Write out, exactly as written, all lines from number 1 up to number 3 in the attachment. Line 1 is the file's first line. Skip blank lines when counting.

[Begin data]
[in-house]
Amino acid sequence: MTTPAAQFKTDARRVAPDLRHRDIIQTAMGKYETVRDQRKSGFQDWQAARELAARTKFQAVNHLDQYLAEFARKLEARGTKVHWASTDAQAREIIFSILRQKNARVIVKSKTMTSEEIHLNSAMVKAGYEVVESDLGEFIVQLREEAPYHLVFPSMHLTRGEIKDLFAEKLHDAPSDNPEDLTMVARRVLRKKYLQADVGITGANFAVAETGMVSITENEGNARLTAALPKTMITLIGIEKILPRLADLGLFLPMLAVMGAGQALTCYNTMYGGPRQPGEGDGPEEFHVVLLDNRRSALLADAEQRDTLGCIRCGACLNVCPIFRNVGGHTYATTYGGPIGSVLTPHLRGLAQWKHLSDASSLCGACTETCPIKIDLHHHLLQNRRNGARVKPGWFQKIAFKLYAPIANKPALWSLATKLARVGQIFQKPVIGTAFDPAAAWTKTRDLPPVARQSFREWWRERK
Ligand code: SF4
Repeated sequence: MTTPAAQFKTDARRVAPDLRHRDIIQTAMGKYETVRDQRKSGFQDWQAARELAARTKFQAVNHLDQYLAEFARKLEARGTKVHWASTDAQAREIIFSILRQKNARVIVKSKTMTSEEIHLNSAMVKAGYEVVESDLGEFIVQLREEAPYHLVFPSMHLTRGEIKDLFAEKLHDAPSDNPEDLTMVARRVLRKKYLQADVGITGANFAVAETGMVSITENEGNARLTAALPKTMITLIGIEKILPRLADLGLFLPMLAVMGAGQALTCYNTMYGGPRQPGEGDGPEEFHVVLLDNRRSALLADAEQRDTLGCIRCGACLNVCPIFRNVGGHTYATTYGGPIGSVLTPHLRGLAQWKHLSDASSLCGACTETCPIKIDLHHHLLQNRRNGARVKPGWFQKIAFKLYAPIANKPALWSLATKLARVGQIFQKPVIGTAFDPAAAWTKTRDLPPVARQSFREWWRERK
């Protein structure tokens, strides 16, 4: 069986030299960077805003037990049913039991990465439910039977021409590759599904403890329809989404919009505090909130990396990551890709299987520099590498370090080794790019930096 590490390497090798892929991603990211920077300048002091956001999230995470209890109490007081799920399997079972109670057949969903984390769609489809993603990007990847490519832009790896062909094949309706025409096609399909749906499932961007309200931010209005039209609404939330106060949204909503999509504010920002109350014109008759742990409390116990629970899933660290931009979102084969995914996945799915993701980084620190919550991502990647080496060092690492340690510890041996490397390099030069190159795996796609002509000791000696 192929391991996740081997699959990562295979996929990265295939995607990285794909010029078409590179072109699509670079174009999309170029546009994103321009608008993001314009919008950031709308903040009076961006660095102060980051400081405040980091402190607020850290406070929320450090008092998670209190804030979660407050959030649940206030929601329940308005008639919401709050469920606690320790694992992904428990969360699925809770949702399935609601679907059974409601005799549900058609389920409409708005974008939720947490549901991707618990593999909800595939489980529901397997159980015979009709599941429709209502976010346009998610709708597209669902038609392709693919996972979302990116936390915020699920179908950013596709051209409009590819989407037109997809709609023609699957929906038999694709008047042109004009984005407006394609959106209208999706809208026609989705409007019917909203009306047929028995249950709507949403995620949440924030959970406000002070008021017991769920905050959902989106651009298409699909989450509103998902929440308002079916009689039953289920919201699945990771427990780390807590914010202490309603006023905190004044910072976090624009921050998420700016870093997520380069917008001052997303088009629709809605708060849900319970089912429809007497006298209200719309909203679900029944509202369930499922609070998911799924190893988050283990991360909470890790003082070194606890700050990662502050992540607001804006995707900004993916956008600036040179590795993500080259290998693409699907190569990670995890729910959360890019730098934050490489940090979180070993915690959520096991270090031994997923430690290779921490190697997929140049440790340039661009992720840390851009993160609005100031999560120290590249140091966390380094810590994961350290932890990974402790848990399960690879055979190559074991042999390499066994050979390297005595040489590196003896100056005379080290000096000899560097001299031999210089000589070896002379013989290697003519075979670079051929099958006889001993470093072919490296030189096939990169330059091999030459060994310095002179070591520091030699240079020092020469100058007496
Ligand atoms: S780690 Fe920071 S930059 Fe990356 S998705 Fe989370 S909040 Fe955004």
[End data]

[in-house]
Amino acid sequence: MTTPAAQFKTDARRVAPDLRHRDIIQTAMGKYETVRDQRKSGFQDWQAARELAARTKFQAVNHLDQYLAEFARKLEARGTKVHWASTDAQAREIIFSILRQKNARVIVKSKTMTSEEIHLNSAMVKAGYEVVESDLGEFIVQLREEAPYHLVFPSMHLTRGEIKDLFAEKLHDAPSDNPEDLTMVARRVLRKKYLQADVGITGANFAVAETGMVSITENEGNARLTAALPKTMITLIGIEKILPRLADLGLFLPMLAVMGAGQALTCYNTMYGGPRQPGEGDGPEEFHVVLLDNRRSALLADAEQRDTLGCIRCGACLNVCPIFRNVGGHTYATTYGGPIGSVLTPHLRGLAQWKHLSDASSLCGACTETCPIKIDLHHHLLQNRRNGARVKPGWFQKIAFKLYAPIANKPALWSLATKLARVGQIFQKPVIGTAFDPAAAWTKTRDLPPVARQSFREWWRERK
Ligand code: SF4